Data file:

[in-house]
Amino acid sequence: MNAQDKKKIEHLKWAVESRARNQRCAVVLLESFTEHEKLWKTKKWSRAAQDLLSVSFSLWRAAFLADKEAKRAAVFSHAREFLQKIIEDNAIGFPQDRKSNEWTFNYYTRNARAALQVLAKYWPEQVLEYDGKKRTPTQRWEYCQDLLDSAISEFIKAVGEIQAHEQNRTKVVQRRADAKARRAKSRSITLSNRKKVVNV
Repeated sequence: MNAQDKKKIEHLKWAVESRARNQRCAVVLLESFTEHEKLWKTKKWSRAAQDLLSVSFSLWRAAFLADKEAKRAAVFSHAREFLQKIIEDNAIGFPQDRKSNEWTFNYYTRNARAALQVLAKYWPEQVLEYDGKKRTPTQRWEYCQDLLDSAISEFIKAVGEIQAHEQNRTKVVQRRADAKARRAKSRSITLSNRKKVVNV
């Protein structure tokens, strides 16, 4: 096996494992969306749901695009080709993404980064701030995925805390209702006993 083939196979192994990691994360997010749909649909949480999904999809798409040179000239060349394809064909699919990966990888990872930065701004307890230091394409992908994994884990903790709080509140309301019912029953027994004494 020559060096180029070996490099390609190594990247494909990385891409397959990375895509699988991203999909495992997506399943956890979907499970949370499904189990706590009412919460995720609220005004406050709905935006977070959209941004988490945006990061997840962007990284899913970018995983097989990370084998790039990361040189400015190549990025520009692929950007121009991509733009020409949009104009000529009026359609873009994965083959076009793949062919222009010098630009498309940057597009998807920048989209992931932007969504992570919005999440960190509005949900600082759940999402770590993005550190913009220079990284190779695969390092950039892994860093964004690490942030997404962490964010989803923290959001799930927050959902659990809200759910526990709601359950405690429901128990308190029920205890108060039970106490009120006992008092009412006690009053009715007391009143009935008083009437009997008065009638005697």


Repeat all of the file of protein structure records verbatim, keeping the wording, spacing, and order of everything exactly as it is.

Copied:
[in-house]
Amino acid sequence: MNAQDKKKIEHLKWAVESRARNQRCAVVLLESFTEHEKLWKTKKWSRAAQDLLSVSFSLWRAAFLADKEAKRAAVFSHAREFLQKIIEDNAIGFPQDRKSNEWTFNYYTRNARAALQVLAKYWPEQVLEYDGKKRTPTQRWEYCQDLLDSAISEFIKAVGEIQAHEQNRTKVVQRRADAKARRAKSRSITLSNRKKVVNV
Repeated sequence: MNAQDKKKIEHLKWAVESRARNQRCAVVLLESFTEHEKLWKTKKWSRAAQDLLSVSFSLWRAAFLADKEAKRAAVFSHAREFLQKIIEDNAIGFPQDRKSNEWTFNYYTRNARAALQVLAKYWPEQVLEYDGKKRTPTQRWEYCQDLLDSAISEFIKAVGEIQAHEQNRTKVVQRRADAKARRAKSRSITLSNRKKVVNV
């Protein structure tokens, strides 16, 4: 096996494992969306749901695009080709993404980064701030995925805390209702006993 083939196979192994990691994360997010749909649909949480999904999809798409040179000239060349394809064909699919990966990888990872930065701004307890230091394409992908994994884990903790709080509140309301019912029953027994004494 020559060096180029070996490099390609190594990247494909990385891409397959990375895509699988991203999909495992997506399943956890979907499970949370499904189990706590009412919460995720609220005004406050709905935006977070959209941004988490945006990061997840962007990284899913970018995983097989990370084998790039990361040189400015190549990025520009692929950007121009991509733009020409949009104009000529009026359609873009994965083959076009793949062919222009010098630009498309940057597009998807920048989209992931932007969504992570919005999440960190509005949900600082759940999402770590993005550190913009220079990284190779695969390092950039892994860093964004690490942030997404962490964010989803923290959001799930927050959902659990809200759910526990709601359950405690429901128990308190029920205890108060039970106490009120006992008092009412006690009053009715007391009143009935008083009437009997008065009638005697």